by Democrat reporter
IN EXPLORING the frequently fraught relationship between labour, nationalism and republicanism in Ireland, this year's annual Desmond Greaves Summer School, which takes place at the ATGWU Hall in Dublin between Friday 24 and Sunday 26 August, is on course to be a particularly stimulating and lively event.
Previous visitors will, however, notice a change of venue. This due to the ongoing refurbishment of the Irish Labour History Society's premises at Beggars Bush barracks. Inspired by the works of work of the late C. Desmond Greaves, labour historian, Connolly Association activist, and editor of the Irish Democrat for 40 years, the school has played an important role in combating pro-imperialist trends within Irish historical research for nigh on two decades.
However, unlike many of Ireland's surfeit of 'academic' summer schools, it has never shied away from linking progressive historical and political analysis with the need for political action. It is for this reason that important questions arising from partition, the conflict in the north, the Irish peace process, neo-colonialism or the steady erosion of national sovereignty due to the EU, have long been a feature of the summer school.
With a range of topics relevant to past, present and, potentially, future political developments in Ireland, and a strong line-up of speakers, this year's school looks set to continue in a similar vein.
Another bonus is that fees for the Greaves Summer School remain modest at €6 per session, or just €20 for the full event. Students and the unwaged get in half-price.
Overall, it's an ideal event for anyone who's politically interested or engaged with the situation in Ireland, and for whom the prospect of progressive debate, in a convivial, comradely atmosphere, holds far more attraction than jostling with the hen and stag parties making a nuisance of themselves down in Dublin's Temple Bar.
For further details contact: Frank Keoghan, Summer School Director, 25 Shanowen Cerescent, Dublin 9, Ireland; tel. 00 44 353 1 8423076 or 00 44 87 2308330 (mobile)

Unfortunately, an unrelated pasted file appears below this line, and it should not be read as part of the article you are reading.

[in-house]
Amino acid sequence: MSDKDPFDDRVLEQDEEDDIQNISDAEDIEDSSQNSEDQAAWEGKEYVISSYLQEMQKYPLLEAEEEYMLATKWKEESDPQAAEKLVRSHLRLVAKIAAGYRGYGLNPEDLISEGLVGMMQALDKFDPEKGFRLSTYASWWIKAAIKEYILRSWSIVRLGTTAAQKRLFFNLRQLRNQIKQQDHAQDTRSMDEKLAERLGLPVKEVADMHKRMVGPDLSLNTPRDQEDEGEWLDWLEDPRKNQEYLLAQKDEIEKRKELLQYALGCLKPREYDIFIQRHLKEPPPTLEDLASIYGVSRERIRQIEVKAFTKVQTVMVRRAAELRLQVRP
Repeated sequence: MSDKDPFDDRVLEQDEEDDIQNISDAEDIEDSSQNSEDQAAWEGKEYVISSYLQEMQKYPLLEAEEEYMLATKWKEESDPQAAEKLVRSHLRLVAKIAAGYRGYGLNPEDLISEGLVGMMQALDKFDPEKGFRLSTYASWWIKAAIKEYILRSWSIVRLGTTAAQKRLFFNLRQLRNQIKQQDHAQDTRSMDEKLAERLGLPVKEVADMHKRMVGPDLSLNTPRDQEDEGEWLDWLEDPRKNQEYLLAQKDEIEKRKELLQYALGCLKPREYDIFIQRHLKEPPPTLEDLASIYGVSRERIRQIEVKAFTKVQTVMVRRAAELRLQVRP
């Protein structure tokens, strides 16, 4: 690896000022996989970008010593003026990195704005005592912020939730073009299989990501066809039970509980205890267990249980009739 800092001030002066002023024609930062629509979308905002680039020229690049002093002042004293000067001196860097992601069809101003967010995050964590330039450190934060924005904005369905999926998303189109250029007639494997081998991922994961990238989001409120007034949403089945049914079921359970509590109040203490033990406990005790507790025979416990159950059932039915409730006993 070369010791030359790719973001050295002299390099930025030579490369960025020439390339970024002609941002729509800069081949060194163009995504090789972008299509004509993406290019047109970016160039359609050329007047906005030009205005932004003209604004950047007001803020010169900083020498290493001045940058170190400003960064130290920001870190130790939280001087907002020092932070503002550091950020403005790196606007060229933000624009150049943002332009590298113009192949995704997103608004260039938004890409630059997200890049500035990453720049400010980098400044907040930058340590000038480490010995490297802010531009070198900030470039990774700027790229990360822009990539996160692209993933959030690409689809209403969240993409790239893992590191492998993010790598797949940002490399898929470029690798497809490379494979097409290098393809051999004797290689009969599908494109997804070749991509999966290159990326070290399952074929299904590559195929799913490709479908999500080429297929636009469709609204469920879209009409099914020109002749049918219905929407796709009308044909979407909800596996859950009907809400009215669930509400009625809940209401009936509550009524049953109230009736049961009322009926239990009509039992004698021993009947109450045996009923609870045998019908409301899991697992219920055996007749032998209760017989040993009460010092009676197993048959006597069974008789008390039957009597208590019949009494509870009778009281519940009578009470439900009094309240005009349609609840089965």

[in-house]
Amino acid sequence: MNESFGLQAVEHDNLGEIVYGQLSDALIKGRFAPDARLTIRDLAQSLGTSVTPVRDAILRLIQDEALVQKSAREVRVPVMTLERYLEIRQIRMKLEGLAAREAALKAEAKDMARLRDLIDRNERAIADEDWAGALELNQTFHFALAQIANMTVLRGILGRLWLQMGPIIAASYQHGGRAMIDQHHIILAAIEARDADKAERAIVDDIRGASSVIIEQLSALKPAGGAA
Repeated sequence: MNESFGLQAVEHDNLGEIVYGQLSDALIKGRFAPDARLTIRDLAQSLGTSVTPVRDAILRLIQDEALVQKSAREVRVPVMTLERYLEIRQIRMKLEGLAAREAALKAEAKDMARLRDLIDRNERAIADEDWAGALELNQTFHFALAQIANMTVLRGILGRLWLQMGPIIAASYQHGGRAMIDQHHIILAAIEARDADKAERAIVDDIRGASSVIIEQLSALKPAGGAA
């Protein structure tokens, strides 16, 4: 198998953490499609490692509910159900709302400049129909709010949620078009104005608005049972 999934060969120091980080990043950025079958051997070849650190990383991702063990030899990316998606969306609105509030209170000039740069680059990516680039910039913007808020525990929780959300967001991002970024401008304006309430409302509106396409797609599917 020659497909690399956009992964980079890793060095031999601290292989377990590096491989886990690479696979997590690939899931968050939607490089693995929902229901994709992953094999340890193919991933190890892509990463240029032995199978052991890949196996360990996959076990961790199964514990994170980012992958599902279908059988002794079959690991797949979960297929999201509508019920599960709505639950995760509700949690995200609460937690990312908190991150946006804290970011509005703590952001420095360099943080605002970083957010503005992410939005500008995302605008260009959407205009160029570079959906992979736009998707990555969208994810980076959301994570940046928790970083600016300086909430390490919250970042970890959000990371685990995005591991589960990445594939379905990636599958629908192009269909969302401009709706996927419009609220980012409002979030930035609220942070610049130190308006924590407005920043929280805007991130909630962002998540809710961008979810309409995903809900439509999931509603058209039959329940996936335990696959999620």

Summer school programme:
Friday 24 August (7.30 pm)
Republicanism - a subversive ideology? Speaker: Dr Eddie Hyland (lecturer in political philosophy, Trinity College Dublin); chair: Dr Vincent Morley (historian and author) Saturday 25 August (11 am)
The Republican Congress. Speaker: Dr Emmet O'Connor (historian, Magee College Derry); chair: Manus O'Riordan (SIPTU head of research )
Saturday 25 August (2.30 pm)
Socialism, Nationalism and Republicanism: ideologies in conflict? Speakers: Eoin O Murchu (parliamentary correspondent, Radio na Gaeltachta), Seamus O Broagin (executive committee, Communist Party of Ireland); Finbarr Cullen (director, The Ireland Institute, Dublin); chair: Sinead Ni Bhroin (writer and Sinn Fein activist)
Sunday 26 August (11 am)
Peadar O'Donnell, Socialist and Republican - a reassessment. Speaker: Peter Hegarty (writer and broadcaster); chair: Declan Bree (alderman, former mayor of Sligo and Dail deputy)
Sunday 26 August (2.30pm)
Republicanism and Labour in Ireland Today: interaction and potential. Speakers: Eamon Gilmore (Labour Party spokesperson on the environment and local government); Eddie Glackin (SIPTU official); Tom Hartley (Belfast City councillor and former general secretary and national chairman of Sinn Fein); Dr Martin Mansergh (historian, adviser on northern issues to three Fianna Fail premiers and a long-term participant in the peace process); chair: Eamon Devoy (trade union official and ICTU executive committee member)
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